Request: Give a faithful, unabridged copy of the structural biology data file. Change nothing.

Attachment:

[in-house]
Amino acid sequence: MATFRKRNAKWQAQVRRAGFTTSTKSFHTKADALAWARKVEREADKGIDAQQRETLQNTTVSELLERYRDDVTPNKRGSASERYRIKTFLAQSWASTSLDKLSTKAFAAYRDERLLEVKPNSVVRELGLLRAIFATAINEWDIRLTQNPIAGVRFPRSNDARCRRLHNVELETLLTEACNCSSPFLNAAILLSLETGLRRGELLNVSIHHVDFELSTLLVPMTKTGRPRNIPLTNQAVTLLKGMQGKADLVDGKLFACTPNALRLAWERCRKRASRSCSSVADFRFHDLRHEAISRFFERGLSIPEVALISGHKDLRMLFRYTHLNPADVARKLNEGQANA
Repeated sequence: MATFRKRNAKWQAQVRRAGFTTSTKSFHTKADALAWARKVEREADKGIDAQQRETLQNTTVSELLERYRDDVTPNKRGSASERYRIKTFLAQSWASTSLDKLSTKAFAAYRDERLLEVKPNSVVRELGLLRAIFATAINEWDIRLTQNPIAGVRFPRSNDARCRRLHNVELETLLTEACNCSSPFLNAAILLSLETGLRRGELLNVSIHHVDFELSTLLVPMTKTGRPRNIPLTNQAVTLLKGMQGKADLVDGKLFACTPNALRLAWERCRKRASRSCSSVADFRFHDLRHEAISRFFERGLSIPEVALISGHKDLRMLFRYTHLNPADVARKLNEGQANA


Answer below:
[in-house]
Amino acid sequence: MATFRKRNAKWQAQVRRAGFTTSTKSFHTKADALAWARKVEREADKGIDAQQRETLQNTTVSELLERYRDDVTPNKRGSASERYRIKTFLAQSWASTSLDKLSTKAFAAYRDERLLEVKPNSVVRELGLLRAIFATAINEWDIRLTQNPIAGVRFPRSNDARCRRLHNVELETLLTEACNCSSPFLNAAILLSLETGLRRGELLNVSIHHVDFELSTLLVPMTKTGRPRNIPLTNQAVTLLKGMQGKADLVDGKLFACTPNALRLAWERCRKRASRSCSSVADFRFHDLRHEAISRFFERGLSIPEVALISGHKDLRMLFRYTHLNPADVARKLNEGQANA
Repeated sequence: MATFRKRNAKWQAQVRRAGFTTSTKSFHTKADALAWARKVEREADKGIDAQQRETLQNTTVSELLERYRDDVTPNKRGSASERYRIKTFLAQSWASTSLDKLSTKAFAAYRDERLLEVKPNSVVRELGLLRAIFATAINEWDIRLTQNPIAGVRFPRSNDARCRRLHNVELETLLTEACNCSSPFLNAAILLSLETGLRRGELLNVSIHHVDFELSTLLVPMTKTGRPRNIPLTNQAVTLLKGMQGKADLVDGKLFACTPNALRLAWERCRKRASRSCSSVADFRFHDLRHEAISRFFERGLSIPEVALISGHKDLRMLFRYTHLNPADVARKLNEGQANA